India is a country of many interesting titles, but one of the aspects it boasts the most is that it is a country of the youth, as 65% of it’s population is below the age of 35. Yet, it has been noticed that the voice of the youth is the most suppressed. Often hearing things such as, "You are not old enough to know better," or " You are just saying that because you are going through a rebellious phase," is something that has become the norm, as though the opinions of the younger generation are a topic of mockery.
Although this might not seem a major problem, it has snowballed into a sense of dissociation for the youth from their homeland, as they live in a country where their voice has no meaning.
There have been numerous instances where the youth have attempted to get involved in the political situation and have faced terrible backlash, ranging from being arrested for peaceful protesting to a state-wide internet shut down to prevent mobilization of masses through social media. With a prime minister who is willing to go to all lengths to control the freedom of speech of 1.3 billion people, the risk of being a vocal activist is comparable to that of being a soldier at the frontlines, except the enemies at times are the people you share a home with. The most recent and harrowing example of indirect censorship was with the case of Disha Ravi, a 22-year-old climate and animal rights activist associated with Greta Thunberg, who was charged with sedition after sharing a protest manual with farmers who were demonstrating a peaceful protest in response to three farmer’s acts passed that are rumored to be hurtful to the agricultural community, the backbone of Indian economy.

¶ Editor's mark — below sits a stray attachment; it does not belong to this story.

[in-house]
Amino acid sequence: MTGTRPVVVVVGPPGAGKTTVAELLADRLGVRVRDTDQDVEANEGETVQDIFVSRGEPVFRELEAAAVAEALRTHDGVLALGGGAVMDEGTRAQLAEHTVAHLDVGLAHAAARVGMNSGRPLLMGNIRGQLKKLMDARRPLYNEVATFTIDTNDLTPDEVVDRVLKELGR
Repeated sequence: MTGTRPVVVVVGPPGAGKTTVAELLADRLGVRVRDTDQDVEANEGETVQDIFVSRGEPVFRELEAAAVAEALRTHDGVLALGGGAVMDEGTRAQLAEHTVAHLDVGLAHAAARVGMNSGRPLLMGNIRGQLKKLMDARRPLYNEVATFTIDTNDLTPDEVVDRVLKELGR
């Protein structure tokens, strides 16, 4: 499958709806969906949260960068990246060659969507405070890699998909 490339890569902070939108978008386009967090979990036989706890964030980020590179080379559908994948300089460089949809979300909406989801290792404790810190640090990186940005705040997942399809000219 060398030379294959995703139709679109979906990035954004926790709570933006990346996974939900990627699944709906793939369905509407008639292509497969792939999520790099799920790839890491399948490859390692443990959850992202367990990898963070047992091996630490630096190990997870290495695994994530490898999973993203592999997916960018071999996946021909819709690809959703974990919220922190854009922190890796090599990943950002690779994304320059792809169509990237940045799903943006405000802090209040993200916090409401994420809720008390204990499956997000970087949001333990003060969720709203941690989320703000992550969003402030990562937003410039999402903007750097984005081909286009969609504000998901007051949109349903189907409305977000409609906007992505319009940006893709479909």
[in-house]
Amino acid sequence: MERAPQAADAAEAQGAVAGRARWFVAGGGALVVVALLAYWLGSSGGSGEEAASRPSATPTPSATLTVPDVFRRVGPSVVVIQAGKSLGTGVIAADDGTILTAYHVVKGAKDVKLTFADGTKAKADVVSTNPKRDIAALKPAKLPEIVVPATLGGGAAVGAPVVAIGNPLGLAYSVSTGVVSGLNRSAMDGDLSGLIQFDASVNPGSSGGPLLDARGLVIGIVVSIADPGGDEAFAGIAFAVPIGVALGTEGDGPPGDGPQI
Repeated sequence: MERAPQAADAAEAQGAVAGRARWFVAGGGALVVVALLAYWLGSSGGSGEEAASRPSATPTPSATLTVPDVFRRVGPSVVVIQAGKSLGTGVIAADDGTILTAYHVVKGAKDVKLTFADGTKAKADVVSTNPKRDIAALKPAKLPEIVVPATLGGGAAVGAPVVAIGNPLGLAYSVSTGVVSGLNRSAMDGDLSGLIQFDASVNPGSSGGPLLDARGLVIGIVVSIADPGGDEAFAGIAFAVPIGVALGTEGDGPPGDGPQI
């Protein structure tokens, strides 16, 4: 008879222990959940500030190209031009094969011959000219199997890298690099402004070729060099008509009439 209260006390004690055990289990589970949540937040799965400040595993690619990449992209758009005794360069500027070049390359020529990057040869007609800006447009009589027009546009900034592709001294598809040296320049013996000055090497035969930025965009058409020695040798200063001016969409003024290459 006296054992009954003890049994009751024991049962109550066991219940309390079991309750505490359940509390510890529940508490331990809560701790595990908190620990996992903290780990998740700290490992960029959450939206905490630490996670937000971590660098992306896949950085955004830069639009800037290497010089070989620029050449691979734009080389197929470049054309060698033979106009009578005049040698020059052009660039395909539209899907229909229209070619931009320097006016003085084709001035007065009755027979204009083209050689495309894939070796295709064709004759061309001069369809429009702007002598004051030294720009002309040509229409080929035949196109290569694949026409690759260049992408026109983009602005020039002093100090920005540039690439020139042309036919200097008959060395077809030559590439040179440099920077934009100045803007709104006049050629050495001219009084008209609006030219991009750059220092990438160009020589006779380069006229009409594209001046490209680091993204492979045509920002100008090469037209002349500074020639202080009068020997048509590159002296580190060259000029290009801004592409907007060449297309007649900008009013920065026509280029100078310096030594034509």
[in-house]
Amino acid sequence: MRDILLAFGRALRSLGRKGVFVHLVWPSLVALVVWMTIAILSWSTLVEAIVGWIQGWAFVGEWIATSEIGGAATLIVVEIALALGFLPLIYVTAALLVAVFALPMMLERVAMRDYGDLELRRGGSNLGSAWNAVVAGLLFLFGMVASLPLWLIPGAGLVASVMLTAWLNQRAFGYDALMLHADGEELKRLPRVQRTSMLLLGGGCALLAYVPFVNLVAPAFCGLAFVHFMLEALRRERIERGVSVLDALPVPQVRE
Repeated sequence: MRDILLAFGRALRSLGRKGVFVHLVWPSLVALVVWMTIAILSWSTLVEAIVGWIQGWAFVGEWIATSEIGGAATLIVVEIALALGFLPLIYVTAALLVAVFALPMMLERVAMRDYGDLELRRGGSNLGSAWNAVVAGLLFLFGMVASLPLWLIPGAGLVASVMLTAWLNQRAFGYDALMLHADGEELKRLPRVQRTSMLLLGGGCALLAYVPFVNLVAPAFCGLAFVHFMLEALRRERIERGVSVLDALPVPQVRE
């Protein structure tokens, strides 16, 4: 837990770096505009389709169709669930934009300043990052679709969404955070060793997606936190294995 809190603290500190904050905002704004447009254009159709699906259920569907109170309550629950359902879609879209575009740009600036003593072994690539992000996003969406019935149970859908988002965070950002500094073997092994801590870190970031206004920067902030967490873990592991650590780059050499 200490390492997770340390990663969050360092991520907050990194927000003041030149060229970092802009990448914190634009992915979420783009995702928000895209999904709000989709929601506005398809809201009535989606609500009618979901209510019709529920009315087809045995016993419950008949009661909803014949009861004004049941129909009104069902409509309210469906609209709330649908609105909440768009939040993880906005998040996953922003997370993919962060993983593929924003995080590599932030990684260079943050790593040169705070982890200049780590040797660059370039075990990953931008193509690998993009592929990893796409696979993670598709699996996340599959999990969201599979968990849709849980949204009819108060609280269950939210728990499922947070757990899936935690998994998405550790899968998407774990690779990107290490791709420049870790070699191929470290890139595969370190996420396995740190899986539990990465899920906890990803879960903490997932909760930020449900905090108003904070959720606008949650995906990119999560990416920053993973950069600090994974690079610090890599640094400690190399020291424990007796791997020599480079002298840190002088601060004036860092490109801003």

The mental strain of having strong political opinions that are vital to be voiced in a country that is in dire need of a change of leadership, yet being treated as though they are mere thumb-sucking infants is getting to the youth of India and is radically changing the emotions they hold towards their homeland as it instills a sense of hopelessness towards its future. How can one feel a sense of safety and pride for the "democratic" nation in an environment where opposing the ruling party can get you behind bars? How can a nation where political and religious strife divide generations find a peaceful future? Not only does this impress a feeling of inferiority in the youth but also leads to their isolation from active involvement when it finally comes to the point where political decisions are to be finally made on their behalf.
The unjust implication that the opinions of the youth have no consequence or value in their nation puts India on a tipping point where either the frustration of the affected leads to a radical change or the fear-mongering wins over rationality and leads to further bloodshed. As a proud 19-year old Indian, all I hope is for the odds to ever be in our favor.